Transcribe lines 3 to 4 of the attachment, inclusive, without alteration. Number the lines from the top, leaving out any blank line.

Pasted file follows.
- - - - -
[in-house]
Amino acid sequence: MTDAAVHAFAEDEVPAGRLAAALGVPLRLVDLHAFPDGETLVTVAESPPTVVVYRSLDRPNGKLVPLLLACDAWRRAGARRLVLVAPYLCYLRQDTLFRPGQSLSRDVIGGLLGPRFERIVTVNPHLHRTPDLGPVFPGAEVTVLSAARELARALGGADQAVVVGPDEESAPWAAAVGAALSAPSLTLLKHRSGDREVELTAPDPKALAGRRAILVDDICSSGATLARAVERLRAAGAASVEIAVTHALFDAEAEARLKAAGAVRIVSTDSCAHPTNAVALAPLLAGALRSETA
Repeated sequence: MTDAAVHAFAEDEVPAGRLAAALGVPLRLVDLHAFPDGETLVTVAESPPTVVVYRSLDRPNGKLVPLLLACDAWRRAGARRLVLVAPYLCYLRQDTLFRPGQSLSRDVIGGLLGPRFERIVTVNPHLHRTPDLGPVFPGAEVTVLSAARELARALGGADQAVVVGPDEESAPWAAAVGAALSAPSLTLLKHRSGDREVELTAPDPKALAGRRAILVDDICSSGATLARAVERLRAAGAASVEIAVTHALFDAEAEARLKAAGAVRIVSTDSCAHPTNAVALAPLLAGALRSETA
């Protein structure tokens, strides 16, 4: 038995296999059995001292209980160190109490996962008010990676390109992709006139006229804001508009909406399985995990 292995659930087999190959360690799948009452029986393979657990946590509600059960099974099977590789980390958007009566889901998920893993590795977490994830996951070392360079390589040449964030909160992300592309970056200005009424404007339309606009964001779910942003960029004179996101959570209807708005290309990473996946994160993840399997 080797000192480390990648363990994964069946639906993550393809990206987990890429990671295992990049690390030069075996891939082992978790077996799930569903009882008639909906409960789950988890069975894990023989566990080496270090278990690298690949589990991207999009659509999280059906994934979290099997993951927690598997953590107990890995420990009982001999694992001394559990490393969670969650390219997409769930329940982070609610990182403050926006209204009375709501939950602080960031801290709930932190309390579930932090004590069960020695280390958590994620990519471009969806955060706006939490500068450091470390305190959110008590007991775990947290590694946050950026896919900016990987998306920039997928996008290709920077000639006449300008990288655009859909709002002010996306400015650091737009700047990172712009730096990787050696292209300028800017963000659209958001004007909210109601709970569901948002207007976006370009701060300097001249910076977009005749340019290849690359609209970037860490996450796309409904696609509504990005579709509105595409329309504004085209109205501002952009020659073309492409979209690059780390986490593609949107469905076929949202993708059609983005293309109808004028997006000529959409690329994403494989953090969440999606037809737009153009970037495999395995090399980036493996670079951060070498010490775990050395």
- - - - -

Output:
Repeated sequence: MTDAAVHAFAEDEVPAGRLAAALGVPLRLVDLHAFPDGETLVTVAESPPTVVVYRSLDRPNGKLVPLLLACDAWRRAGARRLVLVAPYLCYLRQDTLFRPGQSLSRDVIGGLLGPRFERIVTVNPHLHRTPDLGPVFPGAEVTVLSAARELARALGGADQAVVVGPDEESAPWAAAVGAALSAPSLTLLKHRSGDREVELTAPDPKALAGRRAILVDDICSSGATLARAVERLRAAGAASVEIAVTHALFDAEAEARLKAAGAVRIVSTDSCAHPTNAVALAPLLAGALRSETA
């Protein structure tokens, strides 16, 4: 038995296999059995001292209980160190109490996962008010990676390109992709006139006229804001508009909406399985995990 292995659930087999190959360690799948009452029986393979657990946590509600059960099974099977590789980390958007009566889901998920893993590795977490994830996951070392360079390589040449964030909160992300592309970056200005009424404007339309606009964001779910942003960029004179996101959570209807708005290309990473996946994160993840399997 080797000192480390990648363990994964069946639906993550393809990206987990890429990671295992990049690390030069075996891939082992978790077996799930569903009882008639909906409960789950988890069975894990023989566990080496270090278990690298690949589990991207999009659509999280059906994934979290099997993951927690598997953590107990890995420990009982001999694992001394559990490393969670969650390219997409769930329940982070609610990182403050926006209204009375709501939950602080960031801290709930932190309390579930932090004590069960020695280390958590994620990519471009969806955060706006939490500068450091470390305190959110008590007991775990947290590694946050950026896919900016990987998306920039997928996008290709920077000639006449300008990288655009859909709002002010996306400015650091737009700047990172712009730096990787050696292209300028800017963000659209958001004007909210109601709970569901948002207007976006370009701060300097001249910076977009005749340019290849690359609209970037860490996450796309409904696609509504990005579709509105595409329309504004085209109205501002952009020659073309492409979209690059780390986490593609949107469905076929949202993708059609983005293309109808004028997006000529959409690329994403494989953090969440999606037809737009153009970037495999395995090399980036493996670079951060070498010490775990050395």